First responders could boost their radio communications quickly at a disaster site by setting out just four extra transmitters in a random arrangement to significantly increase the signal power at the receiver, according to theoretical analyses, simulations and proof-of-concept experiments performed at the National Institute of Standards and Technology (NIST).
The NIST work may provide a practical solution to a common problem in emergency communications. The vast amount of metal and steel-reinforced concrete in buildings and rubble often interferes with or blocks radio signals. This was one factor in the many emergency communications difficulties during the response to the attacks on the World Trade Center on Sept. 11, 2001.
Antenna arrays have been studied and used for years, but the latest NIST work provides several new twists. Unlike the typical case in which antenna arrays boost signals to or from a distant target, a first responder’s radio would be relatively close to the portable transmitters, ideally within the perimeter of the array. More importantly, since disaster sites rarely allow for niceties of design, NIST studied the benefits of a fast and imprecise technique—randomly placed antennas combined with coarse signal matching. The signals produced by the radio and portable transmitters need to operate at the same frequency and roughly in phase, such that the radio waves are fairly well synchronized and thus build on each other. Phase-matching was performed manually in the experiments but might eventually be possible remotely.
The NIST experiments covered a range of communications scenarios, using up to eight transmitters at different locations as well as objects such as concrete blocks that scatter radio waves. Across all experimental scenarios, researchers observed at least a 7 decibel median power gain—roughly a five-fold increase in the median received power—when splitting the power among four in-phase transmitting antennas, compared to using just a single transmitter. More important, researchers observed a 2.5 to 4-fold increase in the median signal at the radio receiver when using four in-phase transmitters instead of four randomly phased transmitters. More than four extra transmitters offered diminishing returns. (Unlike conventional repeaters, which re-send signals to maintain transmission strength across long-distance networks, the antennas in the NIST scenarios transmit the same signal at the same time to multiply its strength.)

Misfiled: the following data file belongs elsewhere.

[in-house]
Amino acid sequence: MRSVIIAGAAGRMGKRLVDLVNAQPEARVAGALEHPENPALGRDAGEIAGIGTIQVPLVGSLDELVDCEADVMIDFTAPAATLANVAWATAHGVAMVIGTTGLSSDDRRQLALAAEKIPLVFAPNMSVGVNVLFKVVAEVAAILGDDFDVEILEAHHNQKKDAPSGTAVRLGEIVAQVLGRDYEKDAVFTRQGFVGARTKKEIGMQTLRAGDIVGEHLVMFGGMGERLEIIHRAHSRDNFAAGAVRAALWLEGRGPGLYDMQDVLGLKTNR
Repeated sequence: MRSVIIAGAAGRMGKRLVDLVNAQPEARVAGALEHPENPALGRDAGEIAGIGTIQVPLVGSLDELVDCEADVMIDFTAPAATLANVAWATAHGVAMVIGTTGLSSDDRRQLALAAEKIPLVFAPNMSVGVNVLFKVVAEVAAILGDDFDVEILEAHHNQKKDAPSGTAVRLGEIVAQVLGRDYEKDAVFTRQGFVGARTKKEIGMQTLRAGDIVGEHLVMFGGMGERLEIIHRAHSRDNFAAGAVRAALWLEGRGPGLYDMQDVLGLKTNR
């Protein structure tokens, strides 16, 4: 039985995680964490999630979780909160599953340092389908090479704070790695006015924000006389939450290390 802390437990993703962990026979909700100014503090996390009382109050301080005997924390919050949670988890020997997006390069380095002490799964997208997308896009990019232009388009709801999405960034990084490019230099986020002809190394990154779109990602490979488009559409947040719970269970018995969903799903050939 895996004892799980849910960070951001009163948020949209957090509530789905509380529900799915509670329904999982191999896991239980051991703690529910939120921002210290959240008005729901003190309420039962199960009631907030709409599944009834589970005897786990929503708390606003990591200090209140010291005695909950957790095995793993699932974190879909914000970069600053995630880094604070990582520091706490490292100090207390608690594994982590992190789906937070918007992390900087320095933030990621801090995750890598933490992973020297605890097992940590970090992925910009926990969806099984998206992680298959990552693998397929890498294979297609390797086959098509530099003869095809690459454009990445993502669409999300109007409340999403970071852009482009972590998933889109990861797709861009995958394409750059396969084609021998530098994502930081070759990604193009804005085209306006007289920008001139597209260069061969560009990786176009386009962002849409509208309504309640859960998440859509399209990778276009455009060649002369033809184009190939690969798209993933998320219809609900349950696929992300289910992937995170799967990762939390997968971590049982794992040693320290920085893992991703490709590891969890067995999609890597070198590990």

Project leader Chris Holloway envisions portable transmitter devices shaped like hockey pucks, incorporating a small antenna and phase-shifting electronics, which could be thrown on the ground or stuck on a wall with the antenna always upright. “The idea is that someone, or even a robot, would have a bag of these things and would drop them off as they go through a building,” Holloway says. Other authors include a guest researcher from Sandia National Laboratories and a collaborator from the University of Colorado at Boulder. The work was funded in part by the Office of Community-oriented Policing Services of the U.S. Department of Justice.
Cite This Page: